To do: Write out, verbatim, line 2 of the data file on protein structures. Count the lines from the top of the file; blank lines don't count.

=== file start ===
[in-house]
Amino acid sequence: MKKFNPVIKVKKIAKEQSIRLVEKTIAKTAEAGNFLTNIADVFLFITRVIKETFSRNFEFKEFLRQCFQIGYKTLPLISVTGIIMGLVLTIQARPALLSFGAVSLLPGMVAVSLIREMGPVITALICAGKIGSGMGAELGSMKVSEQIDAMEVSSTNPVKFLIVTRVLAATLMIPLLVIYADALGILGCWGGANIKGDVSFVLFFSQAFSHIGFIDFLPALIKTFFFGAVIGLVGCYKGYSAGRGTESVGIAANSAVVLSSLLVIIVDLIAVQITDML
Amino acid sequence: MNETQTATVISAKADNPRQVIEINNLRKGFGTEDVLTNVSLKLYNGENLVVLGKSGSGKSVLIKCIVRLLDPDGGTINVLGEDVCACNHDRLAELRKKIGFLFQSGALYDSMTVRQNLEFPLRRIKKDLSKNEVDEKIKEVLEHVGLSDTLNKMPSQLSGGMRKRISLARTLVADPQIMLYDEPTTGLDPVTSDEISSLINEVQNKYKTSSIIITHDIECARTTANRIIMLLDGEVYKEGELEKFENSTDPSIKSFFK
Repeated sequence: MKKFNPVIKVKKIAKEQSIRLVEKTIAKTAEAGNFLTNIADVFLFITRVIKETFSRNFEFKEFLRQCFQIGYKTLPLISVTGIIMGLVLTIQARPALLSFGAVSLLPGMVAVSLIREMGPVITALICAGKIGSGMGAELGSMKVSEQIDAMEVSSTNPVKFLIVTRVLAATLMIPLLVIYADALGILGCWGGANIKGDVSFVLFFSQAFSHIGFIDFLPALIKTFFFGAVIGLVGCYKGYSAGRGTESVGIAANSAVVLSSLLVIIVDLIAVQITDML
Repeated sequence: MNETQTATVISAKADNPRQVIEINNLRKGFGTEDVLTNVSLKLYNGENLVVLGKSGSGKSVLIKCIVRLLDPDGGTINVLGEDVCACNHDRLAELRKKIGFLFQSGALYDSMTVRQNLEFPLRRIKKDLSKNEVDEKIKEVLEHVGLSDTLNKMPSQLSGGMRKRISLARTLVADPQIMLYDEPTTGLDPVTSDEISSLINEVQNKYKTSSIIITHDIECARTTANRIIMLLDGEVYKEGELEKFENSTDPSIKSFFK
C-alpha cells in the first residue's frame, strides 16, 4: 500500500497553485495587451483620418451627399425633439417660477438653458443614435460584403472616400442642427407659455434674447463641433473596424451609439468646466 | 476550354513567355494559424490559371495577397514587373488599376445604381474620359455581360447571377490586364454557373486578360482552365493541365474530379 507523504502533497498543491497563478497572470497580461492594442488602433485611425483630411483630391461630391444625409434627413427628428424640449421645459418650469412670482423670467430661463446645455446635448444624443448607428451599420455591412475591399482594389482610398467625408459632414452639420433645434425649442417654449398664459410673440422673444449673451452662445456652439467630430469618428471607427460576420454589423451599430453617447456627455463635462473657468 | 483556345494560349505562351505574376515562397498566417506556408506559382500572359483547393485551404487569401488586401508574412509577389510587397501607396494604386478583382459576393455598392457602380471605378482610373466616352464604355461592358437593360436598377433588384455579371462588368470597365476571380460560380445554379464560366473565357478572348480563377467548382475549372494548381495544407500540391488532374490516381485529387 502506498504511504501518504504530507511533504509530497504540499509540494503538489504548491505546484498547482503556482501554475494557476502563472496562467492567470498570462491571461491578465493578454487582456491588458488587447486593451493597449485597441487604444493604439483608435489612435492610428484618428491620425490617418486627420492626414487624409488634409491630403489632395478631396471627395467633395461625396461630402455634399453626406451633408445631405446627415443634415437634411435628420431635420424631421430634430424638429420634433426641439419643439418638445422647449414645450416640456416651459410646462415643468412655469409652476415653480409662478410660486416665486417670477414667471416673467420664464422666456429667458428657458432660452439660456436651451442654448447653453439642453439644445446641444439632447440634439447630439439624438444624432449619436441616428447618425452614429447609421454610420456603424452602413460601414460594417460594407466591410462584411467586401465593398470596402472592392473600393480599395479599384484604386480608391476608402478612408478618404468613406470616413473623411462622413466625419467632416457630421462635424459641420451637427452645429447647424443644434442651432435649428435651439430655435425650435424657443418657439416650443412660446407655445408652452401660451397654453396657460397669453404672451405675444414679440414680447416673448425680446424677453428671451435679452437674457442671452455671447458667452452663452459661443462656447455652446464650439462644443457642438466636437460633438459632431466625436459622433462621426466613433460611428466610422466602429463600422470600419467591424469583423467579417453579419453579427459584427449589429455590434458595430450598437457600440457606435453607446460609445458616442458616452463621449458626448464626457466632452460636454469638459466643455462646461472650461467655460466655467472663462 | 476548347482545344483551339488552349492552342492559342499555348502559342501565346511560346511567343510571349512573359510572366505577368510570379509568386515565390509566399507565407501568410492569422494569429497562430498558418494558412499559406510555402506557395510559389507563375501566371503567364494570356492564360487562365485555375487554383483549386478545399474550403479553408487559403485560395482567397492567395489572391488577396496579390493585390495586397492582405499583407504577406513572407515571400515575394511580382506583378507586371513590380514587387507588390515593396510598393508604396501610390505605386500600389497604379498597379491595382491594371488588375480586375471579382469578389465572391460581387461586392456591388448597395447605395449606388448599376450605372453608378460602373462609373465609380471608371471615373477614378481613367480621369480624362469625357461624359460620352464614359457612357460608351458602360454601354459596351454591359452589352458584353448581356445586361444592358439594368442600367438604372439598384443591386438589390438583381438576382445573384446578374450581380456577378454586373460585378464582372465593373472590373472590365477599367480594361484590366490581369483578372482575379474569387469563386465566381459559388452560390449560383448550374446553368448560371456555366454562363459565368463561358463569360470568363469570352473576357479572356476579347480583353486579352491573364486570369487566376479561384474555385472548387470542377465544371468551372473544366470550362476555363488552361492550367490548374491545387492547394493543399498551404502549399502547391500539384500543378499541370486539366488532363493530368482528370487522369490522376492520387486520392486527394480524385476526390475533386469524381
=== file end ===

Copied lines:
Amino acid sequence: MKKFNPVIKVKKIAKEQSIRLVEKTIAKTAEAGNFLTNIADVFLFITRVIKETFSRNFEFKEFLRQCFQIGYKTLPLISVTGIIMGLVLTIQARPALLSFGAVSLLPGMVAVSLIREMGPVITALICAGKIGSGMGAELGSMKVSEQIDAMEVSSTNPVKFLIVTRVLAATLMIPLLVIYADALGILGCWGGANIKGDVSFVLFFSQAFSHIGFIDFLPALIKTFFFGAVIGLVGCYKGYSAGRGTESVGIAANSAVVLSSLLVIIVDLIAVQITDML